Earlier this year, the Government’s Future Telecoms Infrastructure Review recommended that Ofcom should consider a more flexible approach to licensing for those parts of the radio spectrum to be used by 5G networks. Such arrangements are already in place in Germany, France, Italy, US and Sweden to underpin innovation, support the development of new applications and encourage market-entry for independent network operators.
The current spectrum licensing policy has been designed around the needs of the four major mobile network operators and fails to provide any incentive to build the networks needed for the future. The result is that UK’s mobile network performance is badly behind the rest of the world, having slower speeds than Armenia and Mexico, as reported by OpenSignal in February this year.
Fixing this has never been more important. The fourth industrial revolution has digitised organisations across the country, in every sector and of every size, making the UK the leading technology country in Europe. If this status is to be maintained, the country must have world-class 5G connectivity. Without it, the economic consequences will be huge. Commenting on the impact of having a second-rate 5G network, Douglas McWilliams, economist and author of ‘The Flat White Economy’, said: “By 2030, unless we catch up with the best in class, the impact on GDP could be as much as a quarter.”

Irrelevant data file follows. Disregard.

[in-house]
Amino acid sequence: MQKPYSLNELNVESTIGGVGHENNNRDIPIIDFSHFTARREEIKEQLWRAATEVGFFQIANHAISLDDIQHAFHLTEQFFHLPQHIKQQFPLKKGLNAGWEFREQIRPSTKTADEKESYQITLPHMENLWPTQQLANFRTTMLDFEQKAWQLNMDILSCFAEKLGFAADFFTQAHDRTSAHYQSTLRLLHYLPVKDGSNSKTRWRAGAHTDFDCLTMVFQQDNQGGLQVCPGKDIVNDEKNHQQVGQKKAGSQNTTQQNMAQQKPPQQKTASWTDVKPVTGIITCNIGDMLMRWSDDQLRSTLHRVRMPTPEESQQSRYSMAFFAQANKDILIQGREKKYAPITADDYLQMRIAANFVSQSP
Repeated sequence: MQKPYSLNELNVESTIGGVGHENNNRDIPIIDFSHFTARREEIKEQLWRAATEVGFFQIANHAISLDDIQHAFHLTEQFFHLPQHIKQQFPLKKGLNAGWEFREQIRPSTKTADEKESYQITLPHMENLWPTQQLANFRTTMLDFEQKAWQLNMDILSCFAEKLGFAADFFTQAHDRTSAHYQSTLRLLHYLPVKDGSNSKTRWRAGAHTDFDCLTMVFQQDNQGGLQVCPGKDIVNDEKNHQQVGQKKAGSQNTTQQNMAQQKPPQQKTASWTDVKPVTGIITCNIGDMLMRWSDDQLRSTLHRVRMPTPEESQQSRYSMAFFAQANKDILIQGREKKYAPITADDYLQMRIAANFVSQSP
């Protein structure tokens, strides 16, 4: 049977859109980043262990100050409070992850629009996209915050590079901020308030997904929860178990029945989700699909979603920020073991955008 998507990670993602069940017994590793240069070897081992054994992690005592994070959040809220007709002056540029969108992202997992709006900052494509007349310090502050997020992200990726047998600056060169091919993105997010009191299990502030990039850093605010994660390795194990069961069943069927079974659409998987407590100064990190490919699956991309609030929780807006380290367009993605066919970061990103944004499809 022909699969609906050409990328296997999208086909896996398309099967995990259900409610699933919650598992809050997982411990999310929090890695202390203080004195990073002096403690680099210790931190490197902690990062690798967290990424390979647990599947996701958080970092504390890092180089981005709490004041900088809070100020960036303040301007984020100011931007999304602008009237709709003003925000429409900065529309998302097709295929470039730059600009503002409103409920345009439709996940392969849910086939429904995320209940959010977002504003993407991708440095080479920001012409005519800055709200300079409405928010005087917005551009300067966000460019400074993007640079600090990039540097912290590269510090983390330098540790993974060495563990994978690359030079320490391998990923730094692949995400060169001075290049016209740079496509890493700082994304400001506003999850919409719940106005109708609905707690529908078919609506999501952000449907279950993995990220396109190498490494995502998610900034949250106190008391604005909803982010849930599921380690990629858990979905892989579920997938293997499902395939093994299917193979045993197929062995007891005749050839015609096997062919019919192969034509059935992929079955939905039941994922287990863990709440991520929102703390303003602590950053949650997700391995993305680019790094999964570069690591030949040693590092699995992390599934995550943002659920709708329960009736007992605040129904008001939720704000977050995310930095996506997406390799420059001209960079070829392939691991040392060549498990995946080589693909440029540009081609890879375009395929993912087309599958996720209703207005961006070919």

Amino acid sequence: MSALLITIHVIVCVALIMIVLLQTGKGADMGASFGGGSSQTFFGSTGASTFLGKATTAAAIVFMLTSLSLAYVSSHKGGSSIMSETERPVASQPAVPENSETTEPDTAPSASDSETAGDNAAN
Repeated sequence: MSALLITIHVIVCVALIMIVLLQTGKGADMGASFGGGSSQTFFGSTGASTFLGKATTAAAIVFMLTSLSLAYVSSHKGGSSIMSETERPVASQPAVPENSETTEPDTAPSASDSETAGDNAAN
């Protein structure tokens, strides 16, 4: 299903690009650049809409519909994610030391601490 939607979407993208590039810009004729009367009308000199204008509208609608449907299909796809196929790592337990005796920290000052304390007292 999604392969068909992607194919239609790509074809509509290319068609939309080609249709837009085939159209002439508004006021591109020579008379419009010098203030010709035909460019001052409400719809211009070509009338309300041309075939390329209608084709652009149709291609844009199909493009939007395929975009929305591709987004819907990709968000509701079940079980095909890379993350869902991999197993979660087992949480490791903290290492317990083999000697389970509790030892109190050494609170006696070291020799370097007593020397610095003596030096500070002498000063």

To build the world-class 5G networks the country requires, spectrum needs to be made available on a shared, lightly licensed and unlicensed basis, at low or no cost, by region. Reforming spectrum licensing in this way would allow market entry for innovative and agile network operators like Optimity, whose millimetre wave wireless network already supplies businesses across London with ultra-fast internet connectivity without the need to dig-up the roads to install fibre.
Impey commented “I am calling on Ofcom to urgently consider a more flexible approach to licensing to enable innovation and growth of 5G networks in the UK. The country needs world-class 5G coverage to support the huge demand that is just around the corner, with the rapid development of artificial intelligence, automation, augmented reality and a whole host of other technologies that are set to transform the nation’s economy. Reforming spectrum allocation will stimulate investment, encourage innovation and support market-entry by new, agile network operators, like Optimity. Without it, the UK will be unable to realise the productivity and growth benefits that new technology offers and will undoubtably jeopardise our global competitive advantage.”
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